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Archangelsk court to consider case of Pomor man accused of inciting hatred towards Russians

21 January 2013 

Source: Open News Agency

Ivan Moseyev. Photo by Aleksei Nazarov

On 22 January in the Oktyabrsky district court in Archangelsk judicial proceedings will open into the case of Ivan Moseyev, the 47-year-old director of the Pomor Institute of Indigenous Peoples and Minorities research and education centre at the Northern (Arctic) Federal University named after M.V. Lomonosov.

He is charged with inciting hatred and hostility towards the ethnic group "Russians" (Part 1 of Article 282 of the Criminal Code of the Russian Federation). The prosecution of Moseyev is being brought by the Federal Security Service. The interests of the civil activist are being represented by the Agora Human Rights Association.

According to investigators, Moseyev published comments on the internet "containing degrading descriptions and a clearly expressed negative and unfavourable emotional evaluation of the ethnic group "Russians," inciting public hatred towards this ethnic group on the basis of ethnicity."

In the last year alone Moseyev has: had his telephone tapped, been subjected to searches, been suspected of collaborating with the Norwegian security services, had his bank accounts frozen by the Federal Financial Monitoring Service and, most strangely of all, been accused of attempting to secede the Archangel Region from Russia, aligning it instead with some kind of United States of Europe.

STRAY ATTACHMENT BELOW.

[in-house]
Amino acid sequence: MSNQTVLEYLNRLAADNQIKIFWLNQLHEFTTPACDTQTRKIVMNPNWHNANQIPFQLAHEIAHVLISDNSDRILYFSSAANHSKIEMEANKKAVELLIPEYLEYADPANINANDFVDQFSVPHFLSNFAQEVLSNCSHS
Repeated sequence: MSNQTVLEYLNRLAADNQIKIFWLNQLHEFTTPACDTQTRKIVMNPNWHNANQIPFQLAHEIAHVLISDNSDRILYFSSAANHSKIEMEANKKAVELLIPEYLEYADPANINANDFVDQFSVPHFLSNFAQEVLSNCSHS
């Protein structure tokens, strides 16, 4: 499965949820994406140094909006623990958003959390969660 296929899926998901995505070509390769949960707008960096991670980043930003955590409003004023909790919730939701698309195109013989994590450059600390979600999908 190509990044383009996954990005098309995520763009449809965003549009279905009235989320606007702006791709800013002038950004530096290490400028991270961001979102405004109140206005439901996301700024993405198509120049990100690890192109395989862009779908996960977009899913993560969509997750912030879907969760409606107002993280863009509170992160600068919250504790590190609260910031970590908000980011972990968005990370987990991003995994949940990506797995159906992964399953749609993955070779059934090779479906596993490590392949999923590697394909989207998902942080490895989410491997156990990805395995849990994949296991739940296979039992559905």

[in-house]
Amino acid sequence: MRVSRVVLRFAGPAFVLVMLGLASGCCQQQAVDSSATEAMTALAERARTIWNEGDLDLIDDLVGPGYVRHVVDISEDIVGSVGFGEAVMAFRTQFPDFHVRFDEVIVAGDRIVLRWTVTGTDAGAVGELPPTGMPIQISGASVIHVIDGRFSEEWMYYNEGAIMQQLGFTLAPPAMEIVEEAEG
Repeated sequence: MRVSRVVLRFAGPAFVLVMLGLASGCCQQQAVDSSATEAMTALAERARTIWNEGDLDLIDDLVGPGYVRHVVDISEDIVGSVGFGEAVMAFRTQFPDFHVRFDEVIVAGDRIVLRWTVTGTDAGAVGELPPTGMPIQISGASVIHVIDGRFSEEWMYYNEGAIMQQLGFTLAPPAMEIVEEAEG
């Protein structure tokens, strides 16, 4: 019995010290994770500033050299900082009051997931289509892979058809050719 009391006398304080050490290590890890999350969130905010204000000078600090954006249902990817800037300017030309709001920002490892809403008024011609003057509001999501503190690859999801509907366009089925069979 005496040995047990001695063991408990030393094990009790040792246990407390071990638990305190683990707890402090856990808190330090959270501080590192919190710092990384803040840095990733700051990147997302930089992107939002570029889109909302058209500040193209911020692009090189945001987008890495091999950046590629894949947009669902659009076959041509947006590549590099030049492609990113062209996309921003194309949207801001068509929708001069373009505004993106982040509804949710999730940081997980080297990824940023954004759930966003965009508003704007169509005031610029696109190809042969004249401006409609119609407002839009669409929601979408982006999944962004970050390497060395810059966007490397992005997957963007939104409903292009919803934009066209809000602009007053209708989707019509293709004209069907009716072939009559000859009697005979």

Ivan Moseyev is pleading not guilty and is linking his criminal prosecution with his active civil stance in defending the interests of the Pomor people, says a correspondent for the Open News Agency.

"You can see that there have been similar attempts in the past by the security services to institute criminal proceedings as a way of dealing with civil activist undesirables in various regions of Russia, in particular in Karelia and the Tyumen Region," says one of Ivan Moseyev's representatives, lawyer and legal analyst for the Agora Association Ramil Akhmetgaliyev.

Today the Pomors are an unrecognised ethnic group of between 2,000-3,000 people. They have so far not been included in the consolidated list of indigenous minority peoples of Russia.

The court session on 22 January in the Oktyabrsky District Court in Archangelsk is due to start at 10:00 am.